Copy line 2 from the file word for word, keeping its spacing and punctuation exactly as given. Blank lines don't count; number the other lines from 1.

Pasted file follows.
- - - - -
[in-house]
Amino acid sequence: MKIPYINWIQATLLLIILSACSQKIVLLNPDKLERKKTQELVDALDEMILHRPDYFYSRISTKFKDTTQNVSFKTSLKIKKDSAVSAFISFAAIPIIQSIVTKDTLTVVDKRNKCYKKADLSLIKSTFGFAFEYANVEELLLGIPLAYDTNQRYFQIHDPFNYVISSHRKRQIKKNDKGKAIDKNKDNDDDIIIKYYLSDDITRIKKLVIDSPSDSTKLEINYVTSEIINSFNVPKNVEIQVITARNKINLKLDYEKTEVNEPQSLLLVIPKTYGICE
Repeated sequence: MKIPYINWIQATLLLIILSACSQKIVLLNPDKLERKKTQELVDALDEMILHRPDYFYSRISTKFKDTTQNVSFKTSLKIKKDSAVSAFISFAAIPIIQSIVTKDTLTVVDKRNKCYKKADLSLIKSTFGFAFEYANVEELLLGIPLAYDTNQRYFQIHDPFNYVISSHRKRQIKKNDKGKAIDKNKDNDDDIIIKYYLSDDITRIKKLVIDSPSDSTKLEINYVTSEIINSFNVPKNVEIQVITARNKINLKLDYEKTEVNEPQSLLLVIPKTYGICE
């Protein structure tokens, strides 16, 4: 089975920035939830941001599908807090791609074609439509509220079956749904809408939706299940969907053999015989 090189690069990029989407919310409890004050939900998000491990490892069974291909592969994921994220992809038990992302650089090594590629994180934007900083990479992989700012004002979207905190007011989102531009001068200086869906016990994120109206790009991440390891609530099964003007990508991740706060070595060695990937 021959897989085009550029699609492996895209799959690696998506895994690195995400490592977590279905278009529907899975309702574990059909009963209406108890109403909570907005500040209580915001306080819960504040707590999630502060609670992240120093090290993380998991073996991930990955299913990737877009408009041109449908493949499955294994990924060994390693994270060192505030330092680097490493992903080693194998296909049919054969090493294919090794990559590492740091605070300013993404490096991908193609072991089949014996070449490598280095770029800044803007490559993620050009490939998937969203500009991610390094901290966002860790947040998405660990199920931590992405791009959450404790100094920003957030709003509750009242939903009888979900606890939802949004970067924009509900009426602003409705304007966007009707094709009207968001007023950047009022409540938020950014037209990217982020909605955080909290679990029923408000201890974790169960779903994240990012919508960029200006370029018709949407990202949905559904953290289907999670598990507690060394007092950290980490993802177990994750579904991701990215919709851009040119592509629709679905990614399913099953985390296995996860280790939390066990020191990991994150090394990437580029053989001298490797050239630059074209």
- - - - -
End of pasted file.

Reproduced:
Amino acid sequence: MKIPYINWIQATLLLIILSACSQKIVLLNPDKLERKKTQELVDALDEMILHRPDYFYSRISTKFKDTTQNVSFKTSLKIKKDSAVSAFISFAAIPIIQSIVTKDTLTVVDKRNKCYKKADLSLIKSTFGFAFEYANVEELLLGIPLAYDTNQRYFQIHDPFNYVISSHRKRQIKKNDKGKAIDKNKDNDDDIIIKYYLSDDITRIKKLVIDSPSDSTKLEINYVTSEIINSFNVPKNVEIQVITARNKINLKLDYEKTEVNEPQSLLLVIPKTYGICE